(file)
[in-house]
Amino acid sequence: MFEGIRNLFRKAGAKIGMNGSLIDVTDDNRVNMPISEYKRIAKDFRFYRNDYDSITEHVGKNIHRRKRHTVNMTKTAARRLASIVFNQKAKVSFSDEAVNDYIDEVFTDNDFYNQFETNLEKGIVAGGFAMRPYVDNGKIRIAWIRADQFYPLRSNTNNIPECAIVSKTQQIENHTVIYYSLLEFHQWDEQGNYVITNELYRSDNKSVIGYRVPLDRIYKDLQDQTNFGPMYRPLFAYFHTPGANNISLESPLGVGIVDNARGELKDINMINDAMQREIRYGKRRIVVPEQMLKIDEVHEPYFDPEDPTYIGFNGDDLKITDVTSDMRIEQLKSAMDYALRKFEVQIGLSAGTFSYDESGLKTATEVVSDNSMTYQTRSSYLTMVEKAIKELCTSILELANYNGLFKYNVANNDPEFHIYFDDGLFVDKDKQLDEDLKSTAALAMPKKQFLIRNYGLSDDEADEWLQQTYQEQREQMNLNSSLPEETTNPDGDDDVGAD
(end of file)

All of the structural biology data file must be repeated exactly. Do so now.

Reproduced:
[in-house]
Amino acid sequence: MFEGIRNLFRKAGAKIGMNGSLIDVTDDNRVNMPISEYKRIAKDFRFYRNDYDSITEHVGKNIHRRKRHTVNMTKTAARRLASIVFNQKAKVSFSDEAVNDYIDEVFTDNDFYNQFETNLEKGIVAGGFAMRPYVDNGKIRIAWIRADQFYPLRSNTNNIPECAIVSKTQQIENHTVIYYSLLEFHQWDEQGNYVITNELYRSDNKSVIGYRVPLDRIYKDLQDQTNFGPMYRPLFAYFHTPGANNISLESPLGVGIVDNARGELKDINMINDAMQREIRYGKRRIVVPEQMLKIDEVHEPYFDPEDPTYIGFNGDDLKITDVTSDMRIEQLKSAMDYALRKFEVQIGLSAGTFSYDESGLKTATEVVSDNSMTYQTRSSYLTMVEKAIKELCTSILELANYNGLFKYNVANNDPEFHIYFDDGLFVDKDKQLDEDLKSTAALAMPKKQFLIRNYGLSDDEADEWLQQTYQEQREQMNLNSSLPEETTNPDGDDDVGAD